Golden Arches

Linda Burton posting from Denver, Colorado – The minute I stepped inside I felt the golden glow. There was no outside light filtering in, but there was warmth and color in every direction. Does it represent the discovery of gold near Denver in 1858? Or is it intended to remind visitors of the abundant golden sunshine Colorado is so proud of? The shapes are pleasing too — curving archways to walk through; an oval opening in the main floor to peer downward, a shiny golden railing at the edge. And just above each architecturally pleasing turn is a stripe of red, yes, I remember, Colorado literally means “color red.” Move on to the grand staircase in the rotunda; “grand” is not an overstating word, it’s gorgeous with more impressive curves and golden shine; above my head is the dazzling dome. Murals in warm and earthy tones curve around this central room; the walls below are a reddish marble like I’ve never seen before. Too much to comprehend, I head for the Visitor’s Desk to get a brochure; it’s time to get some facts.

Curious about those red marble walls, I flipped straight to the “materials” page and read “the pink stone is rose onyx from near Beulah, Colorado, never found anywhere else in the world.” It took seven years to complete its installation throughout the building; all the swirls in this distinctive looking marble has caused viewers to spot shapes resembling animals, objects, and people; the most famous are George Washington and Molly Brown. The magnificent grand staircase, I read, has 57 steps and 176 brass balusters, adorned with oak leaves and acorns cast in brass; I spot some angel faces and angel wings too.

And the murals – artist Allen True and poet Thomas Ferril got together to tell the story of Colorado’s water in picture and verse; the eight murals, painted on canvas and then attached, were completed in 1940. I studied the two just beside me; on the first, rugged men paddle a canoe; the verse below says “Then shall the River namers track the sunset, singing the long song to the shining mountain.” The next mural pictures an ox-drawn wagon carrying a pioneer family, the oxen have heads bowed, drinking; the verse is “Here shall the melting snow renew the oxen, here firewood is and here shall men build on.” Every panel stresses the importance of water throughout Colorado’s history.

The light fixtures have an interesting past. Electricity was available in Denver in 1886 when construction of the capitol began. But builders didn’t trust it! They insisted on gas lighting instead, but agreed to install fixtures that had the capability of being powered by either gas or electricity. Conversion from gas took place over the years; the last fixture went electric in 1930.

I’d like to track all the stained glass in the capitol, I read that 16 stained-glass portraits were placed in the dome in 1900 but I can’t really see them; they show 16 individuals who initially contributed to the growth and development of the state. I do see stained glass portraits in the Senate Chambers (where 35 senators meet for 120 days annually); and I see them in the House Chambers (65 representatives). Voting in the Senate is still done by call; the House votes electronically now. They are not completely high-tech yet however; gray steel file cabinets sit beside each desk.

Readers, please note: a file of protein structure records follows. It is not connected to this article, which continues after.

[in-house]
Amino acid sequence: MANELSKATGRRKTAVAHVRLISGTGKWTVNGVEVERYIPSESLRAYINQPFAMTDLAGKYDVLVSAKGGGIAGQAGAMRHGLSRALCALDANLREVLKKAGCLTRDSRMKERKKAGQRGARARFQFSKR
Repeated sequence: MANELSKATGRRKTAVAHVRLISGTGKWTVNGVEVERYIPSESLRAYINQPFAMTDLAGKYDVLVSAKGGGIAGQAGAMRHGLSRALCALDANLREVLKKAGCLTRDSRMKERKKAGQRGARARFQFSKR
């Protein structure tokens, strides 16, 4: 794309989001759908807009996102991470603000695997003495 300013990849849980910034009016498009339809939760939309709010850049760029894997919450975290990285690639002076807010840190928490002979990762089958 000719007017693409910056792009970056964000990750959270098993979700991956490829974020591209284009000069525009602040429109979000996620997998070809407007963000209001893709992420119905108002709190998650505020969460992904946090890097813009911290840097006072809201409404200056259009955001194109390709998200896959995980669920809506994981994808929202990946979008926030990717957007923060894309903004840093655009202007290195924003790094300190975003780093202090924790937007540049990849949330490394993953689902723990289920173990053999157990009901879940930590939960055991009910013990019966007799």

A group of Girl Scouts filed into the House Chambers while I was there, excited young girls hushed to a whisper by their Troop Leader; they took their seats politely on benches at the edge. I’d seen them at different spots around the building; lunching in the cafeteria, peering over the edge of every railing, scrambling up the grand staircase. A citizenship badge is being earned today, I thought. I headed out the door of the Chambers and passed by the Governor’s Office. I could see the Great Seal on the wall; reds and golds the color scheme of the Seal too, along with a deep blue. The year of statehood, 1876, is prominent; a heraldic shield features three snowcapped mountains and mining tools (I remembered that three peaks over 14,000 feet are visible from Denver). The eye of God is in a triangle at the top; the Latin phrase “Nil Sine Numine” is at the bottom. It means “Nothing Without Providence.”

The guard at the security entrance answered my question about the symbolism of the Colorado flag; blue skies, white snow-capped mountains, red soil, and golden sunshine. He wished me a good day as I exited the building. Outside, the sun was shining too.

Note: My thanks to Theresa Holst, Manager of Visitor Services, for her kindnesses during my visit, and her answers to my many questions. I’m sorry I never got to Mr Brown’s Attic, an exhibit area located between the third floor and the dome. Those Girl Scouts did though!

Capitol Visitor Services, Room 029, Colorado State Capitol, 303-866-2404, Capitol.Tours@State.CO.US,

For a Virtual Tour and more Colorado history: Colorado State Archives